Fast Five Quiz: Dementia Key Aspects

Helmi L. Lutsep, MD


May 21, 2020

The cause of frontotemporal lobe dementia is unknown, but significant evidence supports a genetic component to these syndromes. Around 40% of patients have an affected family member.

In addition to behavioral symptoms that often involve alterations in personality and social conduct, characteristics of frontotemporal lobe dementia seen during physical examination include the following:

  • Speech: Many patients have a nonfluent speech pattern, and virtually all have some degree of difficulty in naming or word finding.

  • Ideation: Ideation tends to be concrete, with poor abstraction and organization of responses and delayed shifting of cognitive sets.

  • Visual and spatial functions and constructional tasks: These are much less affected, except as influenced by behavioral and organizational difficulties. Motor skills are usually spared, except for perseverative or inattentive responses and difficulty with temporal sequencing of tasks.

  • Specific ideomotor apraxia: This is rare, except in patients with language difficulty associated with corticobasal degeneration.

  • Memory: Memory is usually preserved for orientation, although information retrieval may be difficult. Short-term memory deficits may be present in some patients but are less characteristic and more prominent in early Alzheimer disease than in early frontotemporal lobe dementia.

  • Frontal release signs: Frontal release signs, such as a positive glabellar sign, snout, grasp, and palmomental responses, may develop.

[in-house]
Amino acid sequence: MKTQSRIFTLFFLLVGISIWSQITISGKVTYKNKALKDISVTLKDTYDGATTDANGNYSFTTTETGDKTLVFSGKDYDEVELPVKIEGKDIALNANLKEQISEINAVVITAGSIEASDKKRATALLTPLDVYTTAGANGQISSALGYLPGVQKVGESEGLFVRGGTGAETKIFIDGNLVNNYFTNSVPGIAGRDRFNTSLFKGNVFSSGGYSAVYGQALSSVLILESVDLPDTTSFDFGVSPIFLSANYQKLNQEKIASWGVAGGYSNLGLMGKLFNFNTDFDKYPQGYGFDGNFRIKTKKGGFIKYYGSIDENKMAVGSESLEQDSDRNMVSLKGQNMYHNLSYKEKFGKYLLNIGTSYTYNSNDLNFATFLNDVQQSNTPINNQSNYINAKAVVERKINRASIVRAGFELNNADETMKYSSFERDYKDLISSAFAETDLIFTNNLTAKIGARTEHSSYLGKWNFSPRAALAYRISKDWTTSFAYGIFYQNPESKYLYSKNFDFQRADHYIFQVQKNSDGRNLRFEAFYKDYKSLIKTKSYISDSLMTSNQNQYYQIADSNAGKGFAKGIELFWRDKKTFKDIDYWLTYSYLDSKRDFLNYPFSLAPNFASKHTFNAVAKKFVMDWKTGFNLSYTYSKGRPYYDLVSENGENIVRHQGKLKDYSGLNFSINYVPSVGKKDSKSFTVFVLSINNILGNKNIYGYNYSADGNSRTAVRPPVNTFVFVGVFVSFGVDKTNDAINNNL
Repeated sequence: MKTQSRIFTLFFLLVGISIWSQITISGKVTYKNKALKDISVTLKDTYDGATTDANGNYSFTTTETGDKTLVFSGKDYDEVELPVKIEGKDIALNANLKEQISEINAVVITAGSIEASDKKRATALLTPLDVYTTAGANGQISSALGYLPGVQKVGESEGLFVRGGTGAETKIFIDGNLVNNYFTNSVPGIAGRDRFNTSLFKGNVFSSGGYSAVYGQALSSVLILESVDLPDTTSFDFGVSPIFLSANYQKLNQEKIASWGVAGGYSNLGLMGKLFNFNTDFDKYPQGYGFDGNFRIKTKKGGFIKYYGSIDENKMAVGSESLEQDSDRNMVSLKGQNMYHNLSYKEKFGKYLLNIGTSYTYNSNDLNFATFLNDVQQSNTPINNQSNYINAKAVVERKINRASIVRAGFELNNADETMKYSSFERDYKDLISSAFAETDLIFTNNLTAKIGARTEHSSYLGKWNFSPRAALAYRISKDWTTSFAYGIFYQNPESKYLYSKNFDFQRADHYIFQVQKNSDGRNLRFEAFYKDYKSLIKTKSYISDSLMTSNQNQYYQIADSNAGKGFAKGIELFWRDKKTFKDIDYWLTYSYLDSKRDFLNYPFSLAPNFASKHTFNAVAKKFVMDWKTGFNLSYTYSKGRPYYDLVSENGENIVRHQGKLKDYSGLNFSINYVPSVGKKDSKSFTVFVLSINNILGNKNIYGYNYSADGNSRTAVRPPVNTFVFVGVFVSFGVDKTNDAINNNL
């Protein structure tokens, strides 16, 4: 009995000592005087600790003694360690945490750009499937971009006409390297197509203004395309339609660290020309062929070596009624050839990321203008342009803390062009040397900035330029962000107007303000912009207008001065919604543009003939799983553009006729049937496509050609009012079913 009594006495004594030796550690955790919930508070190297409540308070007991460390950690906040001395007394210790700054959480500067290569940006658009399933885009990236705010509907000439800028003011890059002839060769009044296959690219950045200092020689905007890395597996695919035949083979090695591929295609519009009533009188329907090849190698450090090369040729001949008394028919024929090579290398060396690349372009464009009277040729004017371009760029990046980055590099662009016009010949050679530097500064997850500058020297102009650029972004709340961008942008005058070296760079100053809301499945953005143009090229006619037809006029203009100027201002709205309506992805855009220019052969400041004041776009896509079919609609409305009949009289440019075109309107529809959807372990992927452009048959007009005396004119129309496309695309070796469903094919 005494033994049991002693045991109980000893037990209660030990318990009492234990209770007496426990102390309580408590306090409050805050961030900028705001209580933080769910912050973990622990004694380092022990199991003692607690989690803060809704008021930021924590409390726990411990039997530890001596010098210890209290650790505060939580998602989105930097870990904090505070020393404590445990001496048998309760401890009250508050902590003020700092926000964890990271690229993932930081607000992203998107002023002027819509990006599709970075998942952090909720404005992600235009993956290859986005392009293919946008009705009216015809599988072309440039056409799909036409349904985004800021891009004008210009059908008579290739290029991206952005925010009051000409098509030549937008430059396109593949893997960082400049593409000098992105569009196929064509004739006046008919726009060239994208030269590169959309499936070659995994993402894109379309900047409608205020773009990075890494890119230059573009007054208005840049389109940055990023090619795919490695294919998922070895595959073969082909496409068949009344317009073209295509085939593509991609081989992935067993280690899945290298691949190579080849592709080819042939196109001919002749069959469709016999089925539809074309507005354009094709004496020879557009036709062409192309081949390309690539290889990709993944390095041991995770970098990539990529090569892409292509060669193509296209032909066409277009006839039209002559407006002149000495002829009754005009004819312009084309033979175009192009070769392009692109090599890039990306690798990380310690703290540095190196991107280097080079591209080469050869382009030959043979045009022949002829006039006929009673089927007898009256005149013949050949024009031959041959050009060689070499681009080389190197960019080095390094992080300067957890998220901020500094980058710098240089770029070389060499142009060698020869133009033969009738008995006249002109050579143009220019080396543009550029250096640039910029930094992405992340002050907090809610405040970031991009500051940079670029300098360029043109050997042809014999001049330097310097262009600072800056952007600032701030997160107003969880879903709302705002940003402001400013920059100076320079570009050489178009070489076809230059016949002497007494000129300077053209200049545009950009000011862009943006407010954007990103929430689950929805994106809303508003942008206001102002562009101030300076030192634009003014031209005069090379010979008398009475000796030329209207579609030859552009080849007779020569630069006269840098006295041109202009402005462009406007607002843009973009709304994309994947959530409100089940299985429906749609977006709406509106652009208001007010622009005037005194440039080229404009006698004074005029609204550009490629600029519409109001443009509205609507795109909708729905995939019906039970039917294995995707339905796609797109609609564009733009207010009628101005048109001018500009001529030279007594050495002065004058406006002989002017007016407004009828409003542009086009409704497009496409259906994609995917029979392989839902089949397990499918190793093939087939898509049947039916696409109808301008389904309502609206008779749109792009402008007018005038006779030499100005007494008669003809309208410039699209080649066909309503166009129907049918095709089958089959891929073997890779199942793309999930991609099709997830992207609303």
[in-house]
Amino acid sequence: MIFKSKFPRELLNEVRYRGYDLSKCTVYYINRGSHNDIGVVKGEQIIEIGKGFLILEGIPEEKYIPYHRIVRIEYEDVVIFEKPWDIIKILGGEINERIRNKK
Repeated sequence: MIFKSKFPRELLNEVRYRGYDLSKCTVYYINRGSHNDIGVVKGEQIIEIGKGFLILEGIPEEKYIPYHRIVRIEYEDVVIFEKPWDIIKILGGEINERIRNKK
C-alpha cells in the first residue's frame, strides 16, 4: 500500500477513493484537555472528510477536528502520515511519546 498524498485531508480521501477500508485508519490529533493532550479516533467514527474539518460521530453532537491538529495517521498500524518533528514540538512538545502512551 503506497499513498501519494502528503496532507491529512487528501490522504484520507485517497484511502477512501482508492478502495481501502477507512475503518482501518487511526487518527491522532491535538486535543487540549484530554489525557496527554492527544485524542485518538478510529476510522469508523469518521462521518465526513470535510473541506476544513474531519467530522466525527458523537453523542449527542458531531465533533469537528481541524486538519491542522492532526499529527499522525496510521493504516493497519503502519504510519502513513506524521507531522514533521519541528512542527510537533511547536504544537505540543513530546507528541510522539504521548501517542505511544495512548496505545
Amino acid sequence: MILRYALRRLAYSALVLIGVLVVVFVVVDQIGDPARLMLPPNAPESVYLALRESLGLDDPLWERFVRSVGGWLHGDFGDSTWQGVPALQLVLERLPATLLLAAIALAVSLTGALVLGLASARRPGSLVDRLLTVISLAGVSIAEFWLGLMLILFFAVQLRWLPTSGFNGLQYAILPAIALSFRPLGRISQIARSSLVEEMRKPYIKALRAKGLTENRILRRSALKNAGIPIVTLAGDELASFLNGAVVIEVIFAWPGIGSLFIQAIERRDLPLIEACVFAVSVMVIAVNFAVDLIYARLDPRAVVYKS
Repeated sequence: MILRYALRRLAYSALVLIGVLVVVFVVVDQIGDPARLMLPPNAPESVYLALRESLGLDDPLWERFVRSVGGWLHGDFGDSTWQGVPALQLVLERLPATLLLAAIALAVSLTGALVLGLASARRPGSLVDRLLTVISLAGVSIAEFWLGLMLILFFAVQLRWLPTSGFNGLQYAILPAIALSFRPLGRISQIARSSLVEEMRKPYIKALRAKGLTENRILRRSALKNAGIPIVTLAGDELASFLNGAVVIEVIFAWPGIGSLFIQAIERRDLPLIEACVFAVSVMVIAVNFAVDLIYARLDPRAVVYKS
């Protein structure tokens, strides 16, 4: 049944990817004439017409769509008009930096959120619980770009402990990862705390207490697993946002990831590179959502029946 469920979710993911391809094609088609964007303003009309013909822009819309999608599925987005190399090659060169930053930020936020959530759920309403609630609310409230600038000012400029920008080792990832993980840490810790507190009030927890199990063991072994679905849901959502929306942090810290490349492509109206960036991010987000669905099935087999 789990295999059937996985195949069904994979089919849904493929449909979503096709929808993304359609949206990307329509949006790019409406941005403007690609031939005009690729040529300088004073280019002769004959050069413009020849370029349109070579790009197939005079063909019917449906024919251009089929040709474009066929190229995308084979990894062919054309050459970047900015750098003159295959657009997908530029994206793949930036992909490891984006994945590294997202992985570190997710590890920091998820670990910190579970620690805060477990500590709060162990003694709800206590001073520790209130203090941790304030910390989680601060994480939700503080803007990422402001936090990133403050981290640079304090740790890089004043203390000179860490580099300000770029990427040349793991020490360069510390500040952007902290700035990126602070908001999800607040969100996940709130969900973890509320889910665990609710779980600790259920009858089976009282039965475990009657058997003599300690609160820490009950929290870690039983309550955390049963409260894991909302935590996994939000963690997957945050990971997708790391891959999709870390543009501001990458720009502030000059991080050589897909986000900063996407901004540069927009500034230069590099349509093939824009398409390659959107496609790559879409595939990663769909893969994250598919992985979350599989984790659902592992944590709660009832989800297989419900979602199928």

The findings in EEG are commonly abnormal in frontotemporal lobe dementia, often showing focal slowing of electrical activity over one or both frontal or temporal lobes. These findings are not sufficiently specific to be clinically useful, and, in general, EEG is less useful than functional brain imaging with PET or even lobar atrophy on MRI.

Other than brain imaging studies, the most specific tests for evaluating frontotemporal lobe dementia are evaluation with standardized language batteries and neuropsychological testing. Such studies assess the specific pattern of language abnormality and the presence of other cognitive and memory deficits. Preservation of many of these functions distinguishes frontotemporal lobe dementia and primary progressive aphasia syndromes from Alzheimer disease. The involvement of specific cognitive functions is the most important differentiating factor in distinguishing frontotemporal lobe disease from Alzheimer disease.

Read more about frontotemporal dementia.


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